He sat me down and pulled out his Bible. He said, “Open it to Genesis, Chapter 2. Now read verse 2 to me.” It says, “… on the 7th day God rested from all his work.” Sam then stated one of the most significant things I’ve ever heard someone say to me. He said, “If GOD needed to take a break, don’t you think YOU should too, Lew??!!!” POW!!! Right between the eyes! That hit home— hard!

We immediately canceled all Saturday activities. The staff would only meet on Sunday evenings and it would only be for 2 hours… unless it was a big game and we needed more time to prepare. I spent more time with my family and enjoyed college football on Saturdays for a change. It not only made a difference for me but the players too.

What am I saying? Go hard. It can be a grind but… work hard not to make it a grind! Huh? You’ve got to find things to do that keep the players (and coaches) enthused. You can have some fun without being funny! Enjoy a little break without losing control of the players.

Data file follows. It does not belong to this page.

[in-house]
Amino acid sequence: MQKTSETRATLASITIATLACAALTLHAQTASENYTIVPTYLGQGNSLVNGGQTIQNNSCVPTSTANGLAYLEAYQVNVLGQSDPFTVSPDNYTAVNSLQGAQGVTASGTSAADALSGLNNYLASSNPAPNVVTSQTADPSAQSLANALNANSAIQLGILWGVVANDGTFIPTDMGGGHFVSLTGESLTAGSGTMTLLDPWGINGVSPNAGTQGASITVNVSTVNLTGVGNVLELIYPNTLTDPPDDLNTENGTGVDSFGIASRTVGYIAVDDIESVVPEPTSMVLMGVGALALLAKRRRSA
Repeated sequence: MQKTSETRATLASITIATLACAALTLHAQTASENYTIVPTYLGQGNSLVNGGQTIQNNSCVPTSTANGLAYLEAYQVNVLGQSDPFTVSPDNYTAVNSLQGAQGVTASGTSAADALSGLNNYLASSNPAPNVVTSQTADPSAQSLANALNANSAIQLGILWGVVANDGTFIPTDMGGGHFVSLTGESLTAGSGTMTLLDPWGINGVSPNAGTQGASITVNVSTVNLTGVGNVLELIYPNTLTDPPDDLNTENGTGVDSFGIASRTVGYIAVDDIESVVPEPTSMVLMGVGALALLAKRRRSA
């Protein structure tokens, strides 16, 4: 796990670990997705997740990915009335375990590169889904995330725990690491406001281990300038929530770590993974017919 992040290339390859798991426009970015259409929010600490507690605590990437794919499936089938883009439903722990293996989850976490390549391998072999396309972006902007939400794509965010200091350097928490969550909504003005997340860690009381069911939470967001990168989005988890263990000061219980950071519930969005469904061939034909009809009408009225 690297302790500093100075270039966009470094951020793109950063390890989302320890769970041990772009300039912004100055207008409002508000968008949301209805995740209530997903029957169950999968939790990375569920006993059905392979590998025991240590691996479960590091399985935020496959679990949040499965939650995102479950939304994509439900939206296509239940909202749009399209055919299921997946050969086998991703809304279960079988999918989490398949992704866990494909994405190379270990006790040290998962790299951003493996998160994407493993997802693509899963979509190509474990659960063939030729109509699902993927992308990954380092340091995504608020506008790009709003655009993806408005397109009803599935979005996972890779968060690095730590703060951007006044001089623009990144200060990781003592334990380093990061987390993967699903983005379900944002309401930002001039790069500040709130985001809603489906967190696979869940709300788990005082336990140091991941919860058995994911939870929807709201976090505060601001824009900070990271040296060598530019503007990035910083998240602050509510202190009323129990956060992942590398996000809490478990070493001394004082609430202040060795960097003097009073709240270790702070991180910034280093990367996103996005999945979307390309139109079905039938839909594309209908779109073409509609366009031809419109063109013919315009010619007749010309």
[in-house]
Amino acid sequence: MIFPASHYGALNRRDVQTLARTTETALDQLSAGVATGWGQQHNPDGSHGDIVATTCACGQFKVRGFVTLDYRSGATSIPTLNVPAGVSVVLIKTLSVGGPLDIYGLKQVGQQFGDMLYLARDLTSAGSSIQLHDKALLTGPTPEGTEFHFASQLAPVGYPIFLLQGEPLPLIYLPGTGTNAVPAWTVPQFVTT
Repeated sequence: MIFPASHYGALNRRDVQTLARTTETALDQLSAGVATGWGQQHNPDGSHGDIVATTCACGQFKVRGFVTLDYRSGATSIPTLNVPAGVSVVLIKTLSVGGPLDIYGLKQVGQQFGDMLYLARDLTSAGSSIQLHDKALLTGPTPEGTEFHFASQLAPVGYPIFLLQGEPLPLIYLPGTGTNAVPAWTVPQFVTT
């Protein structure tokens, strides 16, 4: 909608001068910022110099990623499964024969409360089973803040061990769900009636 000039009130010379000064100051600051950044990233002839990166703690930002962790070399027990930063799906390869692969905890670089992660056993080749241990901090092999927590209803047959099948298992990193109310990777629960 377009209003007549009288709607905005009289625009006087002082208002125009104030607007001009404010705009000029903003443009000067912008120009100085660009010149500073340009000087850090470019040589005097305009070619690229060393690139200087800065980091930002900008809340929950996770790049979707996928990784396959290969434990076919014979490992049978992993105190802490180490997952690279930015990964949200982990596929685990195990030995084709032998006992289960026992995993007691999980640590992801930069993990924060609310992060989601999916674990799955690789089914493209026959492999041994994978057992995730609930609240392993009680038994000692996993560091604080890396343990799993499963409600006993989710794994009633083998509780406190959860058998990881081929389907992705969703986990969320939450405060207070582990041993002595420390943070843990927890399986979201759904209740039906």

We always let the players have the week off just before preseason Camp started. They come back excited and rarin’ to go! Everybody needs a break. I even built in a day off during the season. I committed to it in July so that no matter what our record was at that point in the season, we were taking off Monday. Some years I let the players just go on home. But I found out they were either out playing B-ball or some other foolishness instead of relaxing and getting away from things. So, some years we had a “Punt, Pass and Kick” competition. Another time we played 7 on 7… including the linemen! Something that “broke the grind” and let kids get their focus off of football for one day.